Pakistan's delicate position
By CNN State Department Correspondent Andrea Koppel and Producer Elise Labott
WASHINGTON (CNN) -- As the world waits to see if Afghanistan's ruling Taliban will hand over accused terrorist mastermind Osama bin Laden, more information is emerging as to exactly what message Pakistan's president gave the Taliban earlier this week.
A senior Pakistani official told CNN a high-level Pakistani delegation delivered a letter to the Taliban from General Pervez Musharraf which included four main points:
-- A demand to hand over Osama bin Laden
-- A demand to hand over more than a dozen of his associates
-- A demand to close down all terrorist training camps in Afghanistan
-- A call to allow a neutral country to verify these steps were taken
As one senior Pakistani official put it -- "the ball is in Mullah Omar's court."
Mullah Omar is the head of the ruling Taliban militia. He's expected to announce his decision Friday as to bin Laden's fate.
The Taliban Islamic council has said that bin Laden should be asked to leave the country voluntarily.
The crisis has plunged Pakistan into a geographical and political nightmare.
The country is sandwiched between Afghanistan on the west and arch-foe India on the east. Musharraf appealed Wednesday for his people's support and trust as he laid out reasons for joining the United States in an international coalition against terrorism. In a nationally televised address, he said Pakistan has received requests from the United States to share information, allow use of its airspace and provide logistical support.
And while military retaliation is not imminent, Musharraf said, the United States has the support of a United Nations resolution -- backed by Islamic nations -- to fight terrorism.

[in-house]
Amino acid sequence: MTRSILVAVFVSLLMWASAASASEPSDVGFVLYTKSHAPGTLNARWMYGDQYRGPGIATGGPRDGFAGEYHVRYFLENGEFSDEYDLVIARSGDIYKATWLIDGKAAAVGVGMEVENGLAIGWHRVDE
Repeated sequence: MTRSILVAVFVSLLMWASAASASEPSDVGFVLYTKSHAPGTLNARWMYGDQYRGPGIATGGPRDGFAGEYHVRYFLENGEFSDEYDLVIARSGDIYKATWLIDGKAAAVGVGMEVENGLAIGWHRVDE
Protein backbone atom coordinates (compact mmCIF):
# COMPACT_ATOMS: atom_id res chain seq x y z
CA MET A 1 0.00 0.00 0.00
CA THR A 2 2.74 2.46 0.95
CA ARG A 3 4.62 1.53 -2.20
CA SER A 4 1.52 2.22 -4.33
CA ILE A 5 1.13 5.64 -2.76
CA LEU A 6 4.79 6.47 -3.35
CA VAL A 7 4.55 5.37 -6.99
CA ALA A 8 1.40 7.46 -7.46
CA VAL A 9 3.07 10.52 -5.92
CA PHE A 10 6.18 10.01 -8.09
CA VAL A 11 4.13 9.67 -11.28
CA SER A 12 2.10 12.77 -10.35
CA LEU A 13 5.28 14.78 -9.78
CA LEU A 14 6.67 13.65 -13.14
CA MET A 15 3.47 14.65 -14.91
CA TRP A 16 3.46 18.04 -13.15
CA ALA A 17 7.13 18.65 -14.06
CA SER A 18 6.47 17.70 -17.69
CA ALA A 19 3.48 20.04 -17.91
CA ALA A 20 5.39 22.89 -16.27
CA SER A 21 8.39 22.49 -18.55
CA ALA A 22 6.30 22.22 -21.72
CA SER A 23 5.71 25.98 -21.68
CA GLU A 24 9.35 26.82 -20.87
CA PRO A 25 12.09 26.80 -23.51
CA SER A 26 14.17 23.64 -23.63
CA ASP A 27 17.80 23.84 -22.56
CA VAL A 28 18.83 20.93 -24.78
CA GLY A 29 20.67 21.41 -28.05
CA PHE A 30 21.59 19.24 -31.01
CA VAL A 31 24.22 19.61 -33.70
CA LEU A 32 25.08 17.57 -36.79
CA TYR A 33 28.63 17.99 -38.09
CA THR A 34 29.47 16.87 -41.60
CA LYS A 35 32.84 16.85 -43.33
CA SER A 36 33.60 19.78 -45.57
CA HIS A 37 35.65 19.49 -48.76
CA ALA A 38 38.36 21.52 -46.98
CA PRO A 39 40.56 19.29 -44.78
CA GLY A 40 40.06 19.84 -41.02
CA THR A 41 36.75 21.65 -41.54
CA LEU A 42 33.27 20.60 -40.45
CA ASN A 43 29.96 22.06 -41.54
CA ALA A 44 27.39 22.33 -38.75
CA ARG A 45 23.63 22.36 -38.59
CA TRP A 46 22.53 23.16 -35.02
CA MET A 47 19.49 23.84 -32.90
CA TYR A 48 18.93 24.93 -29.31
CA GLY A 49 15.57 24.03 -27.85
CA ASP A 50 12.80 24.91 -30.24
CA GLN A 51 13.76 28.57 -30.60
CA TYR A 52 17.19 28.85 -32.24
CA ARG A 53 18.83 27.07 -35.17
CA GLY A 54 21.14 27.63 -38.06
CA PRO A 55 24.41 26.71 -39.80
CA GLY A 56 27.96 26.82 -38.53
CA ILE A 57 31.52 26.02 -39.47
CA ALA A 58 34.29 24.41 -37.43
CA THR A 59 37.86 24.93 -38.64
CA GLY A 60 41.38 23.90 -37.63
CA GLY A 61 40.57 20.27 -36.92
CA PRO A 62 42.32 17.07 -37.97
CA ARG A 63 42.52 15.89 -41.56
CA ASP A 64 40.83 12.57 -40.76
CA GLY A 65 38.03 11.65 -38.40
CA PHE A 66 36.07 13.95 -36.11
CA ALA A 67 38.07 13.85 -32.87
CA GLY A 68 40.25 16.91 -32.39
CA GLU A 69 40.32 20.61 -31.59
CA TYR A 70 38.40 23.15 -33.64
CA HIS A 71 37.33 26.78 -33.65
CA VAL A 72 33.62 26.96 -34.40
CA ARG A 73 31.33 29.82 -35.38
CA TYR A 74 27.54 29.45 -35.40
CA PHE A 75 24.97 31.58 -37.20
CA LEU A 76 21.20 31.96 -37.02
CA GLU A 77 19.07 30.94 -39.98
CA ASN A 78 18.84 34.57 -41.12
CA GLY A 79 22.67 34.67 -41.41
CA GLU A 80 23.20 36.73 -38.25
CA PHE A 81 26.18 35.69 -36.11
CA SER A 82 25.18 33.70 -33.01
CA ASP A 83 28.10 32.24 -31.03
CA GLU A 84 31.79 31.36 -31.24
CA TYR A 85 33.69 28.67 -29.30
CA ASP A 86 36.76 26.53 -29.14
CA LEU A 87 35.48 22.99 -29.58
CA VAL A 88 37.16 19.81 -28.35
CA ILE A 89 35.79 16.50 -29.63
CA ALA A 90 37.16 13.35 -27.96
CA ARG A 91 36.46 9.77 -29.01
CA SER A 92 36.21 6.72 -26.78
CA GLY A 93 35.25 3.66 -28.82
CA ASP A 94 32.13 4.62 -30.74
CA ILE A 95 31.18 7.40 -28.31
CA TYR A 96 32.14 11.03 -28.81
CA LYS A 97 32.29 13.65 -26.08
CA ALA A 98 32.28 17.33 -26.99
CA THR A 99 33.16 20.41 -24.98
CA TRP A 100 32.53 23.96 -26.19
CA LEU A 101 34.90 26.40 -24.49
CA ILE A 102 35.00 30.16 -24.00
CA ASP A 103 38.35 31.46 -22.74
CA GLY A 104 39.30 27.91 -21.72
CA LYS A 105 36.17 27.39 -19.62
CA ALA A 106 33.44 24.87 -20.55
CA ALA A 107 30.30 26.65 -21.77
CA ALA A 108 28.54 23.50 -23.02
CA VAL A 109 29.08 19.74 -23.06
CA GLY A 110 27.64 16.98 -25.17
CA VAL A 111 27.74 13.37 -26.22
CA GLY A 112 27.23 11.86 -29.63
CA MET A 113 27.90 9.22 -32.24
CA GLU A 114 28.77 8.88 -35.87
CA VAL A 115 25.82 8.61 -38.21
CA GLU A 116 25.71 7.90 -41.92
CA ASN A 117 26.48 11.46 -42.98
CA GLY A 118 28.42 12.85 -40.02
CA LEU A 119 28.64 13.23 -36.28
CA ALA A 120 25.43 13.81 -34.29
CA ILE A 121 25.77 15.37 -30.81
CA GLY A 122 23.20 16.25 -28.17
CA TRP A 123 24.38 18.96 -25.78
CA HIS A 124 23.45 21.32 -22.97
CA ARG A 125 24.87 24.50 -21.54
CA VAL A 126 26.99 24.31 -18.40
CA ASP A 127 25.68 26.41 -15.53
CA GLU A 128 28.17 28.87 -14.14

He emphasized that any decision Pakistan makes will be for the "right cause" and "according to the tenets of Islam."
And a wrong decision on Pakistan's part, he said, could damage all those concerns and "lead to an end that is unendurable," one that could "put in danger Pakistan's very existence."
Musharraf said Pakistan, which is under U.S. economic sanctions that were imposed after its nuclear testing in 1998, must face a choice between joining the international community -- thereby gaining the ability to influence decisions on the use of force against Afghanistan -- or being cut off.
Senior State Department officials told CNN a U.S. interagency team is expected to leave for Pakistan this weekend to discuss details on how the United States would like Pakistan to cooperate in its fight against bin Laden and his terrorist network.
The delegation is likely to be headed by Assistant Secretary of State for South Asian affairs Christine Rocca, they said.
Rocca will be accompanied by officials from the Pentagon and National Security Council as well as intelligence officials, they said.
U.S. officials said that Pakistani cooperation with Washington on its coalition against bin Laden would pave the way for a quick lifting of some of the sanctions.
State Department and Pakistani officials said that Undersecretary of State Marc Grossman has been meeting with members of Congress to discuss lifting of some of the sanctions.
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